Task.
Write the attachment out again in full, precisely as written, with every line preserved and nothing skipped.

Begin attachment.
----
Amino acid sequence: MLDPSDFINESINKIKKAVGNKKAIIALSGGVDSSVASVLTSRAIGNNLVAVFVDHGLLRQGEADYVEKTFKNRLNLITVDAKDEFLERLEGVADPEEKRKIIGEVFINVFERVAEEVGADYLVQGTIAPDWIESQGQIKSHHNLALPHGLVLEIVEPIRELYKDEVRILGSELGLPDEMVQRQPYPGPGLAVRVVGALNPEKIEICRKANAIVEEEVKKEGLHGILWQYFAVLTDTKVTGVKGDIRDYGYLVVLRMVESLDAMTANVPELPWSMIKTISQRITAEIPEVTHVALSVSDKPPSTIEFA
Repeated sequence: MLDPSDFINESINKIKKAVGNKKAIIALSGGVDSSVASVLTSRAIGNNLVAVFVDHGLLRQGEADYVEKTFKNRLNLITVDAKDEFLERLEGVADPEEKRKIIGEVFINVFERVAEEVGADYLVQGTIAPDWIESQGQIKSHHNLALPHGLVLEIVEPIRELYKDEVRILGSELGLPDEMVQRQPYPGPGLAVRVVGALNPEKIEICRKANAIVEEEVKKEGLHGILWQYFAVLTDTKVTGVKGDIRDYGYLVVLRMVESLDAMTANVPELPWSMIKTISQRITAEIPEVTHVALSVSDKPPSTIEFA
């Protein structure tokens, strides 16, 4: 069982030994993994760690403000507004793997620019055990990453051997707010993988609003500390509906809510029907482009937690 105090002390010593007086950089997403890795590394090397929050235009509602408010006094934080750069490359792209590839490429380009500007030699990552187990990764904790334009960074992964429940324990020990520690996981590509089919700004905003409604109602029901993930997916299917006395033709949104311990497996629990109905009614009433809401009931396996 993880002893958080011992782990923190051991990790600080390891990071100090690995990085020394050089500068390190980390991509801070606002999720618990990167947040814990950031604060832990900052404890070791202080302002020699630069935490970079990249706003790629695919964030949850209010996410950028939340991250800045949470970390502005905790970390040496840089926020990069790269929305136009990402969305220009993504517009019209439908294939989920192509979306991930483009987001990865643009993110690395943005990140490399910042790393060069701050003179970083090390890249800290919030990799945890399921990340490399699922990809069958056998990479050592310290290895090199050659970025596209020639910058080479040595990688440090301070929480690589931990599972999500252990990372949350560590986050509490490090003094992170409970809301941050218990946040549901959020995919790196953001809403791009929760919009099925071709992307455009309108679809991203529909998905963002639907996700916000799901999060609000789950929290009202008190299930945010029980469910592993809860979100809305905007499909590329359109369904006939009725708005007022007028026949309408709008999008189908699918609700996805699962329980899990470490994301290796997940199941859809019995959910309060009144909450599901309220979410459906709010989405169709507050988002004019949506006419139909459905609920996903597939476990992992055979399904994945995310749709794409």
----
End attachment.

Amino acid sequence: MLDPSDFINESINKIKKAVGNKKAIIALSGGVDSSVASVLTSRAIGNNLVAVFVDHGLLRQGEADYVEKTFKNRLNLITVDAKDEFLERLEGVADPEEKRKIIGEVFINVFERVAEEVGADYLVQGTIAPDWIESQGQIKSHHNLALPHGLVLEIVEPIRELYKDEVRILGSELGLPDEMVQRQPYPGPGLAVRVVGALNPEKIEICRKANAIVEEEVKKEGLHGILWQYFAVLTDTKVTGVKGDIRDYGYLVVLRMVESLDAMTANVPELPWSMIKTISQRITAEIPEVTHVALSVSDKPPSTIEFA
Repeated sequence: MLDPSDFINESINKIKKAVGNKKAIIALSGGVDSSVASVLTSRAIGNNLVAVFVDHGLLRQGEADYVEKTFKNRLNLITVDAKDEFLERLEGVADPEEKRKIIGEVFINVFERVAEEVGADYLVQGTIAPDWIESQGQIKSHHNLALPHGLVLEIVEPIRELYKDEVRILGSELGLPDEMVQRQPYPGPGLAVRVVGALNPEKIEICRKANAIVEEEVKKEGLHGILWQYFAVLTDTKVTGVKGDIRDYGYLVVLRMVESLDAMTANVPELPWSMIKTISQRITAEIPEVTHVALSVSDKPPSTIEFA
């Protein structure tokens, strides 16, 4: 069982030994993994760690403000507004793997620019055990990453051997707010993988609003500390509906809510029907482009937690 105090002390010593007086950089997403890795590394090397929050235009509602408010006094934080750069490359792209590839490429380009500007030699990552187990990764904790334009960074992964429940324990020990520690996981590509089919700004905003409604109602029901993930997916299917006395033709949104311990497996629990109905009614009433809401009931396996 993880002893958080011992782990923190051991990790600080390891990071100090690995990085020394050089500068390190980390991509801070606002999720618990990167947040814990950031604060832990900052404890070791202080302002020699630069935490970079990249706003790629695919964030949850209010996410950028939340991250800045949470970390502005905790970390040496840089926020990069790269929305136009990402969305220009993504517009019209439908294939989920192509979306991930483009987001990865643009993110690395943005990140490399910042790393060069701050003179970083090390890249800290919030990799945890399921990340490399699922990809069958056998990479050592310290290895090199050659970025596209020639910058080479040595990688440090301070929480690589931990599972999500252990990372949350560590986050509490490090003094992170409970809301941050218990946040549901959020995919790196953001809403791009929760919009099925071709992307455009309108679809991203529909998905963002639907996700916000799901999060609000789950929290009202008190299930945010029980469910592993809860979100809305905007499909590329359109369904006939009725708005007022007028026949309408709008999008189908699918609700996805699962329980899990470490994301290796997940199941859809019995959910309060009144909450599901309220979410459906709010989405169709507050988002004019949506006419139909459905609920996903597939476990992992055979399904994945995310749709794409």